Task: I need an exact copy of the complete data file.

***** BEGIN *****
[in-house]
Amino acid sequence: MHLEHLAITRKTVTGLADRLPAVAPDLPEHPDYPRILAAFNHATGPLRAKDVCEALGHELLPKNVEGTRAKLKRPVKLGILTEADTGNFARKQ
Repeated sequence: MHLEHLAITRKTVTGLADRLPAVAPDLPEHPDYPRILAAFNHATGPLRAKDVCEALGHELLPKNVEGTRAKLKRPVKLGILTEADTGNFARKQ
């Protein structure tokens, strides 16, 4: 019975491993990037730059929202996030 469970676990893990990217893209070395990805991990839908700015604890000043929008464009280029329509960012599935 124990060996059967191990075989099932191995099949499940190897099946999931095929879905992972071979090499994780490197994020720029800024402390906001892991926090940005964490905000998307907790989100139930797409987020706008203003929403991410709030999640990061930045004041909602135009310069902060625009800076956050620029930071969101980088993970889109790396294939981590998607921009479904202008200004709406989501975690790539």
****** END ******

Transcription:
[in-house]
Amino acid sequence: MHLEHLAITRKTVTGLADRLPAVAPDLPEHPDYPRILAAFNHATGPLRAKDVCEALGHELLPKNVEGTRAKLKRPVKLGILTEADTGNFARKQ
Repeated sequence: MHLEHLAITRKTVTGLADRLPAVAPDLPEHPDYPRILAAFNHATGPLRAKDVCEALGHELLPKNVEGTRAKLKRPVKLGILTEADTGNFARKQ
């Protein structure tokens, strides 16, 4: 019975491993990037730059929202996030 469970676990893990990217893209070395990805991990839908700015604890000043929008464009280029329509960012599935 124990060996059967191990075989099932191995099949499940190897099946999931095929879905992972071979090499994780490197994020720029800024402390906001892991926090940005964490905000998307907790989100139930797409987020706008203003929403991410709030999640990061930045004041909602135009310069902060625009800076956050620029930071969101980088993970889109790396294939981590998607921009479904202008200004709406989501975690790539």